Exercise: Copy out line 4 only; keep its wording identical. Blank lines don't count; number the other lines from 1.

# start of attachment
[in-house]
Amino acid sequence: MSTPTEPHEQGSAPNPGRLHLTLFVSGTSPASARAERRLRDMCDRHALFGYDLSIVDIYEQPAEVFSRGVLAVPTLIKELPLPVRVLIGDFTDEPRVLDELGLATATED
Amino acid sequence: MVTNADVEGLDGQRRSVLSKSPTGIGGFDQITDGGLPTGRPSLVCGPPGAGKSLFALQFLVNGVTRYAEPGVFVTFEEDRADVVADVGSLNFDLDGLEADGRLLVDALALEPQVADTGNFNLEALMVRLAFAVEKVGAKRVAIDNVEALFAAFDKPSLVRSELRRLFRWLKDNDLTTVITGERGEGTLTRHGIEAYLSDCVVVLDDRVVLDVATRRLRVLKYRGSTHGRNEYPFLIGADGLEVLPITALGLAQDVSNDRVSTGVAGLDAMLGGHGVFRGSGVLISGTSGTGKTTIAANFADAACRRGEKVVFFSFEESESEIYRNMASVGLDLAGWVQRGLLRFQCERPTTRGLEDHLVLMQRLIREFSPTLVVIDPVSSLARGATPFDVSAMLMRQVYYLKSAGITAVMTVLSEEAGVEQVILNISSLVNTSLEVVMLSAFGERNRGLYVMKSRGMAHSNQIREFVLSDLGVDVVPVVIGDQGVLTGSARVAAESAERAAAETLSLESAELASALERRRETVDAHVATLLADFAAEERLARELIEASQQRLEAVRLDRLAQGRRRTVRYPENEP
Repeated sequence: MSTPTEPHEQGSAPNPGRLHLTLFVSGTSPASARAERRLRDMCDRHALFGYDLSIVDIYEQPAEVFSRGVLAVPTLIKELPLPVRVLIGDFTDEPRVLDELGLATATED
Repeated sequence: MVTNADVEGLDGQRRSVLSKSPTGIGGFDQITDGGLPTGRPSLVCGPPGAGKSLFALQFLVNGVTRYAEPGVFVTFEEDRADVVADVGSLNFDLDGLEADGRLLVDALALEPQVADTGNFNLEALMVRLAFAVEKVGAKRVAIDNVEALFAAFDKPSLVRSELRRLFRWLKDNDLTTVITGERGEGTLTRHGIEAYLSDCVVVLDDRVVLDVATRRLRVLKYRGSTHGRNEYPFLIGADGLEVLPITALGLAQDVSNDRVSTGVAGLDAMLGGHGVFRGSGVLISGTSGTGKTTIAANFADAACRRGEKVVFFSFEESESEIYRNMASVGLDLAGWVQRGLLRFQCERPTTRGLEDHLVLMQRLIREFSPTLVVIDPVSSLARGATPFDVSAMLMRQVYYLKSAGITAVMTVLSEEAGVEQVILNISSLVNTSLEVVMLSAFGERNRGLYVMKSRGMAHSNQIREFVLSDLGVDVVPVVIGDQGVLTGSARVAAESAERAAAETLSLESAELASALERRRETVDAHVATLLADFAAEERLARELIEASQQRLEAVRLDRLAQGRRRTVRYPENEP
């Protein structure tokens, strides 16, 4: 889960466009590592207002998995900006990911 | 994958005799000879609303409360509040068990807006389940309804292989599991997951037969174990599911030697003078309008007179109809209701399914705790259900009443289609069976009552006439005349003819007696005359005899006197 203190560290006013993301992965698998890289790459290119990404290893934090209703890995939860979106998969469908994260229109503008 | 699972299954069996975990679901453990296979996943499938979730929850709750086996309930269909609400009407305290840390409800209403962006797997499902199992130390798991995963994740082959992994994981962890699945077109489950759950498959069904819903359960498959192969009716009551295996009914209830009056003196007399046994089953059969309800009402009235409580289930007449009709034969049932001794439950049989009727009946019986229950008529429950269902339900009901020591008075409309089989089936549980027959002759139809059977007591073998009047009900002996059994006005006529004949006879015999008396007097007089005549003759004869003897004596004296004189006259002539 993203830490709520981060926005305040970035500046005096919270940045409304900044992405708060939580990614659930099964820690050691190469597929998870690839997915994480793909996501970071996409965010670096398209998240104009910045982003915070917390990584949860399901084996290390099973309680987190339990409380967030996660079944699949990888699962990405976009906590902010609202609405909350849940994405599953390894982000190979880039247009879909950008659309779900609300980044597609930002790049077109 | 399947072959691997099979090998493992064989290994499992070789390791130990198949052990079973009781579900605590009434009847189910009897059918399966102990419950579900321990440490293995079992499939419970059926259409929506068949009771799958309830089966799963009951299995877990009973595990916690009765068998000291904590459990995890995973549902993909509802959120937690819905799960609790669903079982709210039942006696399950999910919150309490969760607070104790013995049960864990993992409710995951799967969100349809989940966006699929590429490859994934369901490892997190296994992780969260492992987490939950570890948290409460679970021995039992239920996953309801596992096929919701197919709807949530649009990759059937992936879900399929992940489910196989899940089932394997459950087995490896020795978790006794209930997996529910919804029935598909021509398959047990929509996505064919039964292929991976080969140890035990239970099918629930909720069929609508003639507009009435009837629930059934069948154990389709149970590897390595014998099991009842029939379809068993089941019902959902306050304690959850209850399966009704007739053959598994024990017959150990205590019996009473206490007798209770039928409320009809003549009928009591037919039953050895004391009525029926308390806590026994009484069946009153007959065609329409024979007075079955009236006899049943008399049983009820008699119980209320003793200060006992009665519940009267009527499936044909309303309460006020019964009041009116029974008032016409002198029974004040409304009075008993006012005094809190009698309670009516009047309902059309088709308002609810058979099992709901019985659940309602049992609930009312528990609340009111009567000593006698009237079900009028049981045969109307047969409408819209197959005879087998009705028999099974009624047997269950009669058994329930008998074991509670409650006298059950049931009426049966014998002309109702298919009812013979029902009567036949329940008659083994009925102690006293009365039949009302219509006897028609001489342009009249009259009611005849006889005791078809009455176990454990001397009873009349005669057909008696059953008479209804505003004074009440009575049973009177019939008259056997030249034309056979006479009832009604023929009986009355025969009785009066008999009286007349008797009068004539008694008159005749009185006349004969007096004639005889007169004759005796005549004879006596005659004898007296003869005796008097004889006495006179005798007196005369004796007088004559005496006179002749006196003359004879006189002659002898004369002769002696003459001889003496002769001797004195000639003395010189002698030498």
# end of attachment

Repeated sequence: MSTPTEPHEQGSAPNPGRLHLTLFVSGTSPASARAERRLRDMCDRHALFGYDLSIVDIYEQPAEVFSRGVLAVPTLIKELPLPVRVLIGDFTDEPRVLDELGLATATED